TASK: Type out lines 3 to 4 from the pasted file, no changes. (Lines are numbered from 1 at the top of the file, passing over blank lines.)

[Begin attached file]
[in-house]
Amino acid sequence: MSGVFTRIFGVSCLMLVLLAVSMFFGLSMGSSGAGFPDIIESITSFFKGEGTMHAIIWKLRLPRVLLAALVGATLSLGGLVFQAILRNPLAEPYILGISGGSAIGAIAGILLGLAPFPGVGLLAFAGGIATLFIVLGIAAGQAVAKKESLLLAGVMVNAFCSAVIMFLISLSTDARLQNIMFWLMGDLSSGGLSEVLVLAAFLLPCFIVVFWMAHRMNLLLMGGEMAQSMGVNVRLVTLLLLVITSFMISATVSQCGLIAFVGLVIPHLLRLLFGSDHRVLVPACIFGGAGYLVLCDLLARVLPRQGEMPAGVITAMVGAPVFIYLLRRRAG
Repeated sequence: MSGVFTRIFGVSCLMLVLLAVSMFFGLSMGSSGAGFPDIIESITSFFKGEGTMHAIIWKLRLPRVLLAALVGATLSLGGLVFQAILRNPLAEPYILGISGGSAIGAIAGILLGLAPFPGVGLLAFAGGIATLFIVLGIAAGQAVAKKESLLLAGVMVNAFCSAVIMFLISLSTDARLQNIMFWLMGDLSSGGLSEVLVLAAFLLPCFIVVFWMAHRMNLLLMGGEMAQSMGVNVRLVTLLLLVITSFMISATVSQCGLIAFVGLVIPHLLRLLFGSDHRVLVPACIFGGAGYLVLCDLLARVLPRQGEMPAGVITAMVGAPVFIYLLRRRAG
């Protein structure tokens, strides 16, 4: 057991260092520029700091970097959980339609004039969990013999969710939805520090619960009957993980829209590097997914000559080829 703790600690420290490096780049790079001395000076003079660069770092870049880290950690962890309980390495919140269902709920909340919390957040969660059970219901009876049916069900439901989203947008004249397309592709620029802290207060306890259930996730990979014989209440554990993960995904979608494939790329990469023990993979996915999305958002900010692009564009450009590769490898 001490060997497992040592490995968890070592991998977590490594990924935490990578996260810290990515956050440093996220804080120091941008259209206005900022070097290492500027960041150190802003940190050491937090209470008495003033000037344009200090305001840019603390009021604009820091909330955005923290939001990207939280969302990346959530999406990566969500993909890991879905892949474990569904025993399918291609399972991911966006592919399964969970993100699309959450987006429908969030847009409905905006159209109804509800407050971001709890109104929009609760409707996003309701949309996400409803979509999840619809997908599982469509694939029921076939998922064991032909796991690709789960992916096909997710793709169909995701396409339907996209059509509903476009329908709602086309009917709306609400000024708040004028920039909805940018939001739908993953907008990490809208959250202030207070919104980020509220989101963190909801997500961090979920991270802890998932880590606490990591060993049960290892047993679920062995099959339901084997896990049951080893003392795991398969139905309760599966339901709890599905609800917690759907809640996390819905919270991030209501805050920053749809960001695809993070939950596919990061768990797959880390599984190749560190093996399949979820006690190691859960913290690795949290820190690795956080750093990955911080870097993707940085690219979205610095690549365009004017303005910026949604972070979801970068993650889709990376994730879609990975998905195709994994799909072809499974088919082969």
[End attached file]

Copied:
Repeated sequence: MSGVFTRIFGVSCLMLVLLAVSMFFGLSMGSSGAGFPDIIESITSFFKGEGTMHAIIWKLRLPRVLLAALVGATLSLGGLVFQAILRNPLAEPYILGISGGSAIGAIAGILLGLAPFPGVGLLAFAGGIATLFIVLGIAAGQAVAKKESLLLAGVMVNAFCSAVIMFLISLSTDARLQNIMFWLMGDLSSGGLSEVLVLAAFLLPCFIVVFWMAHRMNLLLMGGEMAQSMGVNVRLVTLLLLVITSFMISATVSQCGLIAFVGLVIPHLLRLLFGSDHRVLVPACIFGGAGYLVLCDLLARVLPRQGEMPAGVITAMVGAPVFIYLLRRRAG
């Protein structure tokens, strides 16, 4: 057991260092520029700091970097959980339609004039969990013999969710939805520090619960009957993980829209590097997914000559080829 703790600690420290490096780049790079001395000076003079660069770092870049880290950690962890309980390495919140269902709920909340919390957040969660059970219901009876049916069900439901989203947008004249397309592709620029802290207060306890259930996730990979014989209440554990993960995904979608494939790329990469023990993979996915999305958002900010692009564009450009590769490898 001490060997497992040592490995968890070592991998977590490594990924935490990578996260810290990515956050440093996220804080120091941008259209206005900022070097290492500027960041150190802003940190050491937090209470008495003033000037344009200090305001840019603390009021604009820091909330955005923290939001990207939280969302990346959530999406990566969500993909890991879905892949474990569904025993399918291609399972991911966006592919399964969970993100699309959450987006429908969030847009409905905006159209109804509800407050971001709890109104929009609760409707996003309701949309996400409803979509999840619809997908599982469509694939029921076939998922064991032909796991690709789960992916096909997710793709169909995701396409339907996209059509509903476009329908709602086309009917709306609400000024708040004028920039909805940018939001739908993953907008990490809208959250202030207070919104980020509220989101963190909801997500961090979920991270802890998932880590606490990591060993049960290892047993679920062995099959339901084997896990049951080893003392795991398969139905309760599966339901709890599905609800917690759907809640996390819905919270991030209501805050920053749809960001695809993070939950596919990061768990797959880390599984190749560190093996399949979820006690190691859960913290690795949290820190690795956080750093990955911080870097993707940085690219979205610095690549365009004017303005910026949604972070979801970068993650889709990376994730879609990975998905195709994994799909072809499974088919082969």